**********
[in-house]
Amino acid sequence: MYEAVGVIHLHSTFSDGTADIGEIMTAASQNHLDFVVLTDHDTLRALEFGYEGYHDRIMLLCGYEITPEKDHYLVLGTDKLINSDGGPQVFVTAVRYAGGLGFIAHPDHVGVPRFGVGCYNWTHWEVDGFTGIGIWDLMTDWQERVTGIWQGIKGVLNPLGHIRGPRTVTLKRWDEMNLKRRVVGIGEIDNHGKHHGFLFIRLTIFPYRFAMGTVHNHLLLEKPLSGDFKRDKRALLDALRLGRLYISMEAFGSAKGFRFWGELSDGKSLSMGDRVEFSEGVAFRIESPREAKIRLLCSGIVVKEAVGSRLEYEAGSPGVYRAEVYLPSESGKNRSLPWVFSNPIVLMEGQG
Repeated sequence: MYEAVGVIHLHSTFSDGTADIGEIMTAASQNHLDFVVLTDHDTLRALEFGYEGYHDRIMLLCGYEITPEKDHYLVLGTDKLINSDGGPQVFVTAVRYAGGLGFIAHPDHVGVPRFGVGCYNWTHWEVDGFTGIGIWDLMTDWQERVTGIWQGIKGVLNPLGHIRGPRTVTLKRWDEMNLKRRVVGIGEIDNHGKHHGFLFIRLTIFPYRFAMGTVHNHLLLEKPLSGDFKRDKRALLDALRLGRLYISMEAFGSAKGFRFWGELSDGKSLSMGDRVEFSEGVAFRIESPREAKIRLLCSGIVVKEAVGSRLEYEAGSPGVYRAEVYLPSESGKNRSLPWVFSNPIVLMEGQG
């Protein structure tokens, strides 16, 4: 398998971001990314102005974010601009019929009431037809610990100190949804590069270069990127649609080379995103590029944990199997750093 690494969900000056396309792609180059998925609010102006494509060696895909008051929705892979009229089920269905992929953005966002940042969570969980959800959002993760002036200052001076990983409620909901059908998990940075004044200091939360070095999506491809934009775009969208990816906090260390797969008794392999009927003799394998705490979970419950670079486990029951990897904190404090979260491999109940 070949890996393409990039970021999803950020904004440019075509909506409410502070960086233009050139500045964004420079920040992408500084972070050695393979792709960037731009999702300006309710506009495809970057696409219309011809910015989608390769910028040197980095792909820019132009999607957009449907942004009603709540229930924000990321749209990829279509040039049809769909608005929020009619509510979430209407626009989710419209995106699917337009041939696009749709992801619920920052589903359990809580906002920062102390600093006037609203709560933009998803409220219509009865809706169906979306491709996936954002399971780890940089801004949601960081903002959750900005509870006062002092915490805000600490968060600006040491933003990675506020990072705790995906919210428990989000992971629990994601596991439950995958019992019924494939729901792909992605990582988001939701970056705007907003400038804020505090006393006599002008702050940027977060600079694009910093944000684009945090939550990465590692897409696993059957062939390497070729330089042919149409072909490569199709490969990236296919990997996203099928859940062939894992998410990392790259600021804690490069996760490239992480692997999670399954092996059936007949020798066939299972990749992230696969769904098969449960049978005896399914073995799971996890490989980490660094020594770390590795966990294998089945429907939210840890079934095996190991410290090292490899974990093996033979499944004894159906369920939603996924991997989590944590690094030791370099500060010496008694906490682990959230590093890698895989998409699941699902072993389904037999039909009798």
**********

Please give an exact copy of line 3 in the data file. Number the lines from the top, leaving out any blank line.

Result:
Repeated sequence: MYEAVGVIHLHSTFSDGTADIGEIMTAASQNHLDFVVLTDHDTLRALEFGYEGYHDRIMLLCGYEITPEKDHYLVLGTDKLINSDGGPQVFVTAVRYAGGLGFIAHPDHVGVPRFGVGCYNWTHWEVDGFTGIGIWDLMTDWQERVTGIWQGIKGVLNPLGHIRGPRTVTLKRWDEMNLKRRVVGIGEIDNHGKHHGFLFIRLTIFPYRFAMGTVHNHLLLEKPLSGDFKRDKRALLDALRLGRLYISMEAFGSAKGFRFWGELSDGKSLSMGDRVEFSEGVAFRIESPREAKIRLLCSGIVVKEAVGSRLEYEAGSPGVYRAEVYLPSESGKNRSLPWVFSNPIVLMEGQG